I was just wondering if it might have occurred to Nolan that visa refusal rates might just happen to be lower in white European countries than elsewhere (for some unknown, totally mysterious, unfathomable reason, of course) so that using low visa refusal rates as the criterion for admitting a particular country to the VWP could result in self-perpetuating prejudice, or may have already done so.

    Roger Algase
    Attorney at Law
  10. Nolan Rappaport's Avatar
    Roger, the refusal rate requirement for participation in the Visa Waiver Program is not a sneaky way of excluding non-European countries. It is a completely objective basis for determining which countries should be allowed to participate in the program.

    The purpose of requiring visitors to have a visa is to restrict to the extent possible the admission of aliens visitors to bona fide visitors who can be expected to go home after a temporary stay in the United States. This is accomplished by interviewing and checking the applicants on an individual basis to determine which ones appear to be bona fide visitors. The ones who pass this test are given visas. The ones who do not appear to be bona fide visitors are refused. Some countries have high refusal rates because a substantial percentage of their citizens who apply for a visitor's visa are not able to establish that they are bona fide visitors. Other countries have a very small percentage of citizens who are refused a visitor's visa. The purpose of the Visa Waiver Program is to waive the visa application process for countries that have small refusal rates. Very few applications from those countries are denied, so it is thought that it is a waste of time and resources to require their citizens to apply for a visitor's visa if they want to visit the United States.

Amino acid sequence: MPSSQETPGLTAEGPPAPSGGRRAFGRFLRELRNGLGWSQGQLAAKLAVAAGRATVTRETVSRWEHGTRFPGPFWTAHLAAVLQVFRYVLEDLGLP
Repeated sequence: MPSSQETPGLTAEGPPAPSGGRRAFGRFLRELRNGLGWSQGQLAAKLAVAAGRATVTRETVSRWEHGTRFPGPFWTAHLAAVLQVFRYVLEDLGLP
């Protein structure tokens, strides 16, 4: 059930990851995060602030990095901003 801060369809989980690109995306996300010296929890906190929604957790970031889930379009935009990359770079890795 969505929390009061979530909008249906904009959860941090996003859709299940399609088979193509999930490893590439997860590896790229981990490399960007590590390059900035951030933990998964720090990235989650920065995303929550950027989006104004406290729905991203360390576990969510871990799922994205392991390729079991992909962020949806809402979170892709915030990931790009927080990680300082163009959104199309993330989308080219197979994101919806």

11. ImmigrationLawBlogs's Avatar
    On the surface, of course, Nolan is right. Whether to issue or refuse a visa is, at least in theory, governed by objective requirements which do not include race or national origin of the applicant.